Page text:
• Know your children and plan for their needs.
I have a 5 month-old a 2 year-old and a 5 year-old. My youngest is not mobile. If I want him to move I have to move him or give him to someone who can move him for me. My little girl is independent and opinionated but still requires contact with her mom or dad in public to feel safe. She will not run away from me or her father if she feels threatened. I will need to carry her with me, give her to someone who can carry her or leave her to draw attention away from her if need be. My oldest is able to understand the concepts of danger. If given specific commands I trust him to be able to run, hide or escape on command. As my children get older their roles in their own defense and that of their siblings may change. Determining their levels of understanding and response takes constant evaluation on my part in addition to mock drills. Your child may be old enough to understand making emergency calls or be trusted with getting his or her siblings to safety or they might be handicapped and need more assistance. Take those things into account and plan for them.


  • Strategically place yourself.
Sit where you can see entrances and exits. Sit closer to exits (particularly ones that are not also entrances). Park where you have the best views of both the store and blind spots.


  • Be mindful of what you carry.
Parents (especially parents with kids still in diapers) tend to carry a lot of stuff. As much as possible, try to limit what you carry with you to limit what you are needing to juggle in a time of need or what might potentially attract the attention of someone looking to victimize you.

Depending on the type of emergency of violence coming against you it is important to note that the safest place for your child might not be with you. In order to increase their chance of survival you might have to give them to a stranger or push them away while you draw violence toward yourself and away from them. Start thinking of scenarios where leaving your children might be the best option for their survival and when it might not.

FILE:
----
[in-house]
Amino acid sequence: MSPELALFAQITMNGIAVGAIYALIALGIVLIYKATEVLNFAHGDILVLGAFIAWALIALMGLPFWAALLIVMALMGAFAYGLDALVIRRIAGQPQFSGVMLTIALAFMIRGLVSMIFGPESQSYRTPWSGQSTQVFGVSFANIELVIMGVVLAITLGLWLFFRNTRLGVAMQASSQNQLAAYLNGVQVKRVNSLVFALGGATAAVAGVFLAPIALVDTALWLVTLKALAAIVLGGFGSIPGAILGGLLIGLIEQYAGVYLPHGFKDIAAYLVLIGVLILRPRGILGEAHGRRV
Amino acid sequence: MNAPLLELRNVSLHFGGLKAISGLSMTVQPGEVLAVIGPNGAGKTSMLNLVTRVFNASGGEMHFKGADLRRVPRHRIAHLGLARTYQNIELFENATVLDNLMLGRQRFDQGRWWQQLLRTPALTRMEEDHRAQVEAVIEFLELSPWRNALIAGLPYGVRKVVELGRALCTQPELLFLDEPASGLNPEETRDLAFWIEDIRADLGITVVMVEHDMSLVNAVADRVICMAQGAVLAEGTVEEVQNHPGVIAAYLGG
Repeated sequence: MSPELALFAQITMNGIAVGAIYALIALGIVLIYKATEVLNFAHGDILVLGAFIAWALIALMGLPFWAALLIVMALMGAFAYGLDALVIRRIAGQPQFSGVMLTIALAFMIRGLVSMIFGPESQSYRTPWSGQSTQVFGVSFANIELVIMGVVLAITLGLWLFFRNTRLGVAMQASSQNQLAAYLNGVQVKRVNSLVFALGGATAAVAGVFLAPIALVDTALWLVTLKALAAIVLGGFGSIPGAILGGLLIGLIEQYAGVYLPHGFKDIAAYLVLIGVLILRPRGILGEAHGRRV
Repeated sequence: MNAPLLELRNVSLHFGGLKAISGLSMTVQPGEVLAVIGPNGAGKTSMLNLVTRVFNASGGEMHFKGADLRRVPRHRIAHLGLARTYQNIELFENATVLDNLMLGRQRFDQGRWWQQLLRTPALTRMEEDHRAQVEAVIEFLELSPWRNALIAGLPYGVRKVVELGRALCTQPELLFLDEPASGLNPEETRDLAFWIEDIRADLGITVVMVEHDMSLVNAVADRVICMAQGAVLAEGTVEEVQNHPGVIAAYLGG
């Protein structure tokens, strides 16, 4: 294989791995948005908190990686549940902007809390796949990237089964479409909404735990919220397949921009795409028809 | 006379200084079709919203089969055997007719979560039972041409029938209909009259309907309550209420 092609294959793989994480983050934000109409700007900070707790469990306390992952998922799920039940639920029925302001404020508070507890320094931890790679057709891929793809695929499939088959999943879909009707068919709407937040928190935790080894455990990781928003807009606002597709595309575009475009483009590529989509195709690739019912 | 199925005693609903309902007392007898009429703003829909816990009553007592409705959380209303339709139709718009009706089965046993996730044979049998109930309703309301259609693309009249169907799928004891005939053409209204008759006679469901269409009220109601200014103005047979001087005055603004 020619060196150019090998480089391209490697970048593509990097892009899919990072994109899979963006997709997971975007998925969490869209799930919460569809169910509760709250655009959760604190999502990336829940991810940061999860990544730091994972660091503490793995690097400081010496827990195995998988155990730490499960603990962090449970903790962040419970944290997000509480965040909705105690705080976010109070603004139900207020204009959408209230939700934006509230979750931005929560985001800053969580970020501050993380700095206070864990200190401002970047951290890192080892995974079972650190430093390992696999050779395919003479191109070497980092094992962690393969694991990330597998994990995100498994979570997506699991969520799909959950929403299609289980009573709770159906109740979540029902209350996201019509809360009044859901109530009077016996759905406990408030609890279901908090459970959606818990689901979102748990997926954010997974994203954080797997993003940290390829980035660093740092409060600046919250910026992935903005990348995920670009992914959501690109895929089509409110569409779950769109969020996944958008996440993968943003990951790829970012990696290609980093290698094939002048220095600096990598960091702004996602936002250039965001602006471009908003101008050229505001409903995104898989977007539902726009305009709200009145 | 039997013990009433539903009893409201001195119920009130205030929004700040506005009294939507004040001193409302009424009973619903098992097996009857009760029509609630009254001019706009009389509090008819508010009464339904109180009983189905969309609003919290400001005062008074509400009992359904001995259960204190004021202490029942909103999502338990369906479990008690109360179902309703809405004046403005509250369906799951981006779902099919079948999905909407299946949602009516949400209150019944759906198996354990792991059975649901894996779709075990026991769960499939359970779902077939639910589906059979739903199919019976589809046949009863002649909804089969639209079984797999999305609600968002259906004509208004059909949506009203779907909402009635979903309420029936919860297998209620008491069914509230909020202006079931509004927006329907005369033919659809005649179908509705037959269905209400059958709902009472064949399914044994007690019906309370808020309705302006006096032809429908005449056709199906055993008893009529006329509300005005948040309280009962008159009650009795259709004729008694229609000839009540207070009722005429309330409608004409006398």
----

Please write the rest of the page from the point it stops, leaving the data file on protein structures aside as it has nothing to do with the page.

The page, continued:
• Decide if your exit plan will accommodate strollers and baby carriers.
When you enter a building, immediately start thinking about how you and your children might make a hasty exit and whether or not you will be able to do that with the gear you may have brought in. If you have three children or more it might be easier to pile them all on a stroller and run them out. On the other hand, if you need to escape through a narrow or unconventional place that a stroller won't fit through you might have to ditch the stroller. It may mean pushing them so far and carrying the rest of the way, but consider circumstances where you might have to ditch the baby gear.

Situational awareness with children is possible if you can build off of existing awareness and tailor it to fit your needs as a family.

How might you increase awareness while out and about with your children?

A special thank you to Kathy Jackson for all her good advice over the years.

Tuesday, October 28, 2014

Situational Awareness: The New Talisman

I posted something on Facebook that looked a lot like this:

Situational Awareness
Okay, so it's a phrase, not a word. You get the point.
People got all bent out of shape,  jumping to the conclusion that I am against situational awareness. I challenge anyone to find evidence of me recommending people walk around with their heads firmly planted up their butts.

It's not that I don't like situational awareness. In fact, I love it! It sparks interesting conversations. It allows you to enjoy your environment. It keeps you engaged. It can even save your life.

Situational awareness is a really good thing. It's just being mishandled. Or misrepresented. A lot of weight is being put on its shoulders. Instead of being another great tool, it's becoming something of a talisman that people are pulling out and using as an excuse to berate, to not train, to have sloppy carry methods, etc.